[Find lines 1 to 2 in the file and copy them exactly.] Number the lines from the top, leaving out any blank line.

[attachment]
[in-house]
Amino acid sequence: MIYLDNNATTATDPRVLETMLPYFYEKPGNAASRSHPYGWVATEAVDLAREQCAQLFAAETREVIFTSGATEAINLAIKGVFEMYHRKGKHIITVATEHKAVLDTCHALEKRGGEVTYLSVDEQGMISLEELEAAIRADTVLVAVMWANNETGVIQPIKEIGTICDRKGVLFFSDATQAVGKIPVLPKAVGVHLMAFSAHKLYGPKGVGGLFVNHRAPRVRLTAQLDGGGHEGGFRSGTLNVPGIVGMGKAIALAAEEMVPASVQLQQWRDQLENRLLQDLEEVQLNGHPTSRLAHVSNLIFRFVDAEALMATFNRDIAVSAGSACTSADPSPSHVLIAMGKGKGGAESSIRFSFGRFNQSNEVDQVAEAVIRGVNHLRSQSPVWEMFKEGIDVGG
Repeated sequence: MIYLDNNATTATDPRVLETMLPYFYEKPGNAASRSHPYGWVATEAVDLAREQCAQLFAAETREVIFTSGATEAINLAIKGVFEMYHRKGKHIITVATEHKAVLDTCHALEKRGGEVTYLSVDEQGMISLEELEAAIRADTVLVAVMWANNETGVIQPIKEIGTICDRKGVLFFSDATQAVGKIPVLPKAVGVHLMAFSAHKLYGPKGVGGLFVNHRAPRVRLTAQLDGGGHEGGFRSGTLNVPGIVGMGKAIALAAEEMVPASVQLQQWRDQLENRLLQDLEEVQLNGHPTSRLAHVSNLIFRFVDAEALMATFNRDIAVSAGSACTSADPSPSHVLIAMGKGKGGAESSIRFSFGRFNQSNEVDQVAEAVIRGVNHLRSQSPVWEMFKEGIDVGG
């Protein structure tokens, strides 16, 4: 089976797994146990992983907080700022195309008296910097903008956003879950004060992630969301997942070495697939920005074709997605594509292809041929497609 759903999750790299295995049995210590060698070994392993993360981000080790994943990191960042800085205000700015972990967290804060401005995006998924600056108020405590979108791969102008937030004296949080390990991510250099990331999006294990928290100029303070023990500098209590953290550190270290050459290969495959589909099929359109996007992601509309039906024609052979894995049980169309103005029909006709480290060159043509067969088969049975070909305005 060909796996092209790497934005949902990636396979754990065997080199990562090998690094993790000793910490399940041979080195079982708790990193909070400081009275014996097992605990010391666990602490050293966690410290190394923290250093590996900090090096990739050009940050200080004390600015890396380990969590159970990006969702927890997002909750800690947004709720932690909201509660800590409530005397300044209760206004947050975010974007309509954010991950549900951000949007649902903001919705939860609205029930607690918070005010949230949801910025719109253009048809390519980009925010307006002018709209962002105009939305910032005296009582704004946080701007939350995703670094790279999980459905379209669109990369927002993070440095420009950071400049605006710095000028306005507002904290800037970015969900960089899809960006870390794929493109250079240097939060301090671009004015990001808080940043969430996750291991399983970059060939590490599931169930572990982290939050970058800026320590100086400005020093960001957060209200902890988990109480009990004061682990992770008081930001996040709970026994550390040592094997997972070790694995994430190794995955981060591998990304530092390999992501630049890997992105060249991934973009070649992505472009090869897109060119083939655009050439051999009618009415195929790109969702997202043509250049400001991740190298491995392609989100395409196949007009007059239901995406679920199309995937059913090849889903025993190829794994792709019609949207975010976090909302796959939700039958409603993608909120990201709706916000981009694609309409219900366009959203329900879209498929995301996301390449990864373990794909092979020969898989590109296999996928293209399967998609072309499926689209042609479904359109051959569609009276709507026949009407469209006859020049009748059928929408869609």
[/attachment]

[in-house]
Amino acid sequence: MIYLDNNATTATDPRVLETMLPYFYEKPGNAASRSHPYGWVATEAVDLAREQCAQLFAAETREVIFTSGATEAINLAIKGVFEMYHRKGKHIITVATEHKAVLDTCHALEKRGGEVTYLSVDEQGMISLEELEAAIRADTVLVAVMWANNETGVIQPIKEIGTICDRKGVLFFSDATQAVGKIPVLPKAVGVHLMAFSAHKLYGPKGVGGLFVNHRAPRVRLTAQLDGGGHEGGFRSGTLNVPGIVGMGKAIALAAEEMVPASVQLQQWRDQLENRLLQDLEEVQLNGHPTSRLAHVSNLIFRFVDAEALMATFNRDIAVSAGSACTSADPSPSHVLIAMGKGKGGAESSIRFSFGRFNQSNEVDQVAEAVIRGVNHLRSQSPVWEMFKEGIDVGG